Former CCC member reminisces about historic log cabin

Former Civilian Conservation Corps member Richard Chrisinger flips through a scrapbook he made of articles about cabins the CCC built in Bremerton more than 70 years ago. - Photo by Valentina Petrova
Former Civilian Conservation Corps member Richard Chrisinger flips through a scrapbook he made of articles about cabins the CCC built in Bremerton more than 70 years ago.
— image credit: Photo by Valentina Petrova

Every spring for the past 26 years, Richard Chrisinger has made the trip from his home in Springfield, Mo. to Bremerton for the Armed Forces Day Parade. This May was no exception, but for the first time the 84-year-old Chrisinger had a travel companion, his daughter Naomi Shaw.

Chrisinger was diagnosed with cancer in March and recovered from the chemotherapy quickly enough to start his annual cross-country road-trip on May 11. Shaw saw her father march in the parade for the first time and she learned more about his link to Bremerton when they stopped by the historic log cabin behind the Presidents’ Hall at the Fairgrounds.

An advisory member of the Log Cabin Project Committee, Chrisinger collected information for an update article in the national Civilian Conservation Corps newspaper. The publication ran a story two years ago on the cabin which was built by the CCC in the 1930s.

“We’re super fortunate to have him on our committee because he’s been a wealth of knowledge on these cabins,” said Ken Kramer, Log Cabin Project director.

Though Chrisinger was not on the crews that built the log cabins at the former Naval Ammunition Depot, now NAD Park near Kitsap Golf & Country Club, he did launch a restoration project for them in the late 1980s as a CCC alumnus.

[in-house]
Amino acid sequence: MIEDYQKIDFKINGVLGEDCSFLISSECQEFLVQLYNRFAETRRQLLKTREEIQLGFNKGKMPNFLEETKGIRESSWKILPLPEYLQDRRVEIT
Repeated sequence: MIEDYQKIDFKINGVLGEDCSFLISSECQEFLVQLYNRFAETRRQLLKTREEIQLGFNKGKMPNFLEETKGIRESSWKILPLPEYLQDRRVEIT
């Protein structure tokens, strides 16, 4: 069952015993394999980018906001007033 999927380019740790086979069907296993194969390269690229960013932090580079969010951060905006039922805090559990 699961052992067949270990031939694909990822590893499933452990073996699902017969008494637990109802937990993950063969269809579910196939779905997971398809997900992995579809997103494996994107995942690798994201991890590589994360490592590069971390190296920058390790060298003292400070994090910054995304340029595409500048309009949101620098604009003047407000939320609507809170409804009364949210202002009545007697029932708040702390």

Chrisinger joined the CCC in October 1937, even though he was three years shy of the 18-year age requirement. For his first six-month enrollment, he was stationed in Wisconsin and assisted in making state parks, building roads for fire protection, and spent time counting deer in the woods.

In 1939, Chrisinger signed up again for a second term with the CCC as a truck driver and heavy equipment operator in Oregon and later Vancouver, Wash.

His father had moved to Bremerton some years earlier and in December 1941 Chrisinger began a job at the shipyard, working on three battleships damaged in the attack at Pearl Harbor. Shortly after, he was sent out into World War II and served through that war, the Korean and Vietnam wars, in the Air Force repairing airplanes.

Chrisinger returned to Bremerton in 1982 when his father died and that’s when he learned about the CCC log cabins in the area.

In 1987-88, he started a chapter of the National Association for CCC Alumni in Bremerton and involved local Boy Scouts into a restoration project for the buildings.

He’s been involved with the cabins ever since.

“We put him to work once in a while (when he’s in town),” Kramer said.

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